Taylor High School’s (THS) Automotive Technology class made history last week as the first school group to ever tour the Peterbilt factory in Denton. Founded in 1939, this manufacturer of on-highway, vocational and medium duty trucks does not allow visitors or tours to the general public. Fourteen students represented THS as the first high school in the company’s long history to be allowed to tour the facilities.

“We started working on this about a year and a half ago when I asked Bruce Croker, a friend of mine who works at Paccar, if we could bring students up to do a tour,” said Mark Harwell, THS automotive teacher. “At that time we couldn’t put it together because you have to be eighteen to be in the plant. They’ve never had any students before, and visitors from the public aren’t allowed.”

Permission was granted a year later and the trip was scheduled for Feb. 8. Students were treated to a barbecue lunch, a presentation about the company, which is a subsidiary of Paccar, and career opportunities followed by a guided tour of the plant.

“It was a great experience,” said Wyatt Bolding. “We got to witness and watch how Peterbilt trucks are made, and different engines being put into the frames. Being able to go do that was amazing.”

“I like how the trucks were being made so fast,” Carlos Reyna said. “Just watching them go by, it was just fun to watch and a great experience to learn.”

During the two-hour tour, students wore safety vests, goggles and earphones to hear Croker’s description of each part of the assembly line. He told the group that every truck in production has been ordered to specification, paid for, and that no two trucks on any given day are exactly alike. Croker is Director of After Sales for the company.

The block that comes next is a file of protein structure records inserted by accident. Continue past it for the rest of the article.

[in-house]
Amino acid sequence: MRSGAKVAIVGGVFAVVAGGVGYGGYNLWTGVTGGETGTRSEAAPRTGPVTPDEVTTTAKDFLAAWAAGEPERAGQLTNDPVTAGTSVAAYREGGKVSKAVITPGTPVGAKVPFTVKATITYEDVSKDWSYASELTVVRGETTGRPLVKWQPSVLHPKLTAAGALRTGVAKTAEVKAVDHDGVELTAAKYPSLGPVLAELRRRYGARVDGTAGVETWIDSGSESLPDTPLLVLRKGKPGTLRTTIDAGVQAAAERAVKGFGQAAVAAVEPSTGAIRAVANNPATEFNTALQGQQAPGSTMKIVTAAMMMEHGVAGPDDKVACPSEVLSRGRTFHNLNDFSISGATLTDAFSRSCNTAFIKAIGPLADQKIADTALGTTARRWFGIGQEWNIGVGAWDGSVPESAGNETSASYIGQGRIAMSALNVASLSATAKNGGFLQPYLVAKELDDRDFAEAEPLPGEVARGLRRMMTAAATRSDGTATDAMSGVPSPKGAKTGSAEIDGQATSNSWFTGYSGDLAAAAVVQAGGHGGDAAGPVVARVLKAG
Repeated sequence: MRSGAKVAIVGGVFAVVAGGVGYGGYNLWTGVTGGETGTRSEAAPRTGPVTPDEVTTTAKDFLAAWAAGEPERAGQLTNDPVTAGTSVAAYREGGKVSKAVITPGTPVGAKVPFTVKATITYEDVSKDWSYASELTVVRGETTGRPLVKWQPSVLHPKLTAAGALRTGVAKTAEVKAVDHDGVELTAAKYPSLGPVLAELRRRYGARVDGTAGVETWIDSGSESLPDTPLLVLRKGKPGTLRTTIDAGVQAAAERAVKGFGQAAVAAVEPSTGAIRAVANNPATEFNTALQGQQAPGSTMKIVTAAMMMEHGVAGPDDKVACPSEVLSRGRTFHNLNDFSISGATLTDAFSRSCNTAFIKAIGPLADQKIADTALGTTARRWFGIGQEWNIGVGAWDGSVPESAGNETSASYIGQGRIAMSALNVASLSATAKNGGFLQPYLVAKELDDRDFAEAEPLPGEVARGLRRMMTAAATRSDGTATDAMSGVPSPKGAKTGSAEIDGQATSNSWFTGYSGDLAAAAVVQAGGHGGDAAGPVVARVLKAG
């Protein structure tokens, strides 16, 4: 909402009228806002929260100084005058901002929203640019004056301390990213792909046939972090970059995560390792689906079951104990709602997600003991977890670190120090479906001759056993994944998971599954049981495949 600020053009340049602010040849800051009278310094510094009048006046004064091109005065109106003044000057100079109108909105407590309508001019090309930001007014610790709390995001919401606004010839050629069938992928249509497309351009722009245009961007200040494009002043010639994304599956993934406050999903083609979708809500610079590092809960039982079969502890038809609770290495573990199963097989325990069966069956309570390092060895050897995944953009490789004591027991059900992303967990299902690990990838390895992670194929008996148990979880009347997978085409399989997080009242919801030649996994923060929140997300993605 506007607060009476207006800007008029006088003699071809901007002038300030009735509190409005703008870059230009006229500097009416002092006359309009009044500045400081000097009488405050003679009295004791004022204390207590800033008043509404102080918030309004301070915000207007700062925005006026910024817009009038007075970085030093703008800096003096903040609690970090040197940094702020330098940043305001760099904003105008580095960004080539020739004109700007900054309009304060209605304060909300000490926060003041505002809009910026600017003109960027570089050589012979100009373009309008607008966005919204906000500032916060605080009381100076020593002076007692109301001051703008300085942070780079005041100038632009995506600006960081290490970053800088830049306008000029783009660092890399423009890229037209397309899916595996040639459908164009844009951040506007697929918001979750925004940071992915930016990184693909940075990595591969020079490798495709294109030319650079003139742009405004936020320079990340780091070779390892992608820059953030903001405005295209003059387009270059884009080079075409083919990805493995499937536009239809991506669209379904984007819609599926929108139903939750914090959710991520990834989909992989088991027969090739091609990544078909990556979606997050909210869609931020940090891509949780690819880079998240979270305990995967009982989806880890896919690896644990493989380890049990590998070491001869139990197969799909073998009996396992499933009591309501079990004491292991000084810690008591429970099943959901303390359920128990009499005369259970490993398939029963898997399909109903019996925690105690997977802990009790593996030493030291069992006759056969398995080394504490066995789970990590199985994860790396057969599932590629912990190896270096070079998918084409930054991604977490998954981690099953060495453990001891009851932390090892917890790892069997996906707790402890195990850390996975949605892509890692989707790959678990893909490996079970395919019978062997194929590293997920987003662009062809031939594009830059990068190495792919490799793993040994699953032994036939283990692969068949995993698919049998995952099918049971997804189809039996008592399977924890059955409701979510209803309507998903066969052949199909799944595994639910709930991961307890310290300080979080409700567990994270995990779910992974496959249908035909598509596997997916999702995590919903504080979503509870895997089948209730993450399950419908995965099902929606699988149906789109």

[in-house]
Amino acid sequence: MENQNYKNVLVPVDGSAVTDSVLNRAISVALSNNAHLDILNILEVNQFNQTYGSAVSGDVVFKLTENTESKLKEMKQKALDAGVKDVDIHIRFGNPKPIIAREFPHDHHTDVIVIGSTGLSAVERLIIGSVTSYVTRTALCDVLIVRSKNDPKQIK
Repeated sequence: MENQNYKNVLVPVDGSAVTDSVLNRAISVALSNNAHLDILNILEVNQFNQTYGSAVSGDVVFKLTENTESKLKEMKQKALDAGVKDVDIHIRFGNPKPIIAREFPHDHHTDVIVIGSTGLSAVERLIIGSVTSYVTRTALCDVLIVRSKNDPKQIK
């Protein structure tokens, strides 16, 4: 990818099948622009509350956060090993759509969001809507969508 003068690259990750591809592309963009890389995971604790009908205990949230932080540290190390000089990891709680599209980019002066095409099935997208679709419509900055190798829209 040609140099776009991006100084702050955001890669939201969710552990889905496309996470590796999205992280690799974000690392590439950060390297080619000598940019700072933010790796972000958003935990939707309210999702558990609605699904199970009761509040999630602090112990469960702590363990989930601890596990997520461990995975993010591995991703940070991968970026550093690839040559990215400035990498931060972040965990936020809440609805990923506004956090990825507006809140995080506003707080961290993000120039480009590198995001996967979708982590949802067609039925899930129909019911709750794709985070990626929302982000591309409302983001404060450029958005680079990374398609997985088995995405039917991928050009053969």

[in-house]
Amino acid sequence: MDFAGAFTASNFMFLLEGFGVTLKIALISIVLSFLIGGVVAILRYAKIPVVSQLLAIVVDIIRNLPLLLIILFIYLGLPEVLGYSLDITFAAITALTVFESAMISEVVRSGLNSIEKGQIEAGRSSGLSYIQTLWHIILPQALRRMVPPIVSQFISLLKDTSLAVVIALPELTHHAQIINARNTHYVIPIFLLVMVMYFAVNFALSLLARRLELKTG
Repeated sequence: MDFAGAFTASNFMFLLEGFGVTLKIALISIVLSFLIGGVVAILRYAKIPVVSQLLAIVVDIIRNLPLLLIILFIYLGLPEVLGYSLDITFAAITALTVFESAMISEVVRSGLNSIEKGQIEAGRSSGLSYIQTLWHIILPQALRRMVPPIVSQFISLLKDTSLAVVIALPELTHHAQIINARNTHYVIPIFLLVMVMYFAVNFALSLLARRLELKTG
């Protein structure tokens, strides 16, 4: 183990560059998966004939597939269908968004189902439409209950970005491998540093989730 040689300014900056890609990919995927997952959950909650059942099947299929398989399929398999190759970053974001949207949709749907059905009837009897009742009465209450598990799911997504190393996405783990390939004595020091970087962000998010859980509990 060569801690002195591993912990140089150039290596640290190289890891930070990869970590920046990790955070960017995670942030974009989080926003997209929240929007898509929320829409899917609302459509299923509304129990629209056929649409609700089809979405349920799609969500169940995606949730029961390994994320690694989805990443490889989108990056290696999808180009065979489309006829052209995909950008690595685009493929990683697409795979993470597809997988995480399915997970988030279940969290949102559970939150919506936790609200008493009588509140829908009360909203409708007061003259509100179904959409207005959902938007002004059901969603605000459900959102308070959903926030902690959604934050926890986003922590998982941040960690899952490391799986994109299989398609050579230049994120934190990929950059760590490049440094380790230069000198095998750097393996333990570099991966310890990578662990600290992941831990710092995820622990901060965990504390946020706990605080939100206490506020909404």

Students say they were most impressed with the robot technology they saw, and how quickly all of the different parts became a fully assembled truck.

“They (robots) were something different for sure,” said Travis Miller. “I’ve seen some videos of car assembly plants, but I’ve never seen anything like that, not at all. It just amazed me.”

“It’s crazy how none of the trucks that they make are exactly the same and how all the different pieces of each truck are completely different and they are all customizable from the people that are ordering those trucks,” Bolding said. “It’s crazy to know how fast they put all those pieces together like that in one factory.”

Harwell’s goals for the tour included showing students how the plant works and how vehicles are assembled from the ground up as a reference for when students are taking cars apart for repairs. He also wanted to plant the seed that this might be a career choice for them, and that plenty of opportunities exist other than working on cars at a dealership.

“It was crazy to know how much of a need there is for technicians in the automotive and diesel mechanic area, and that it’s going to be a great career choice for many people in the future,” said Bolding. “That would be a great opportunity for me and I’d get to make money doing what I love.”

Harwell’s interest in cars started at a young age. Before taking on the role of automotive teacher, he was a racecar driver and that is where he met Croker.

“I started at an early age because my father let me work on cars,” Harwell said. “I started hot rodding cars and then I started working at speed shops and then race car teams. I built a race car and then I became a race car driver. After I stopped racing, I went to work for race teams. That eventually led me into teaching in Granger and then I moved over to Taylor ISD.”

Accompanying Harwell and his students on the trip were THS Agriculture Science Teacher Jackie Ehrlich, TISD Superintendent Keith Brown and TISD Communications and Community Liaison Tim Crow.

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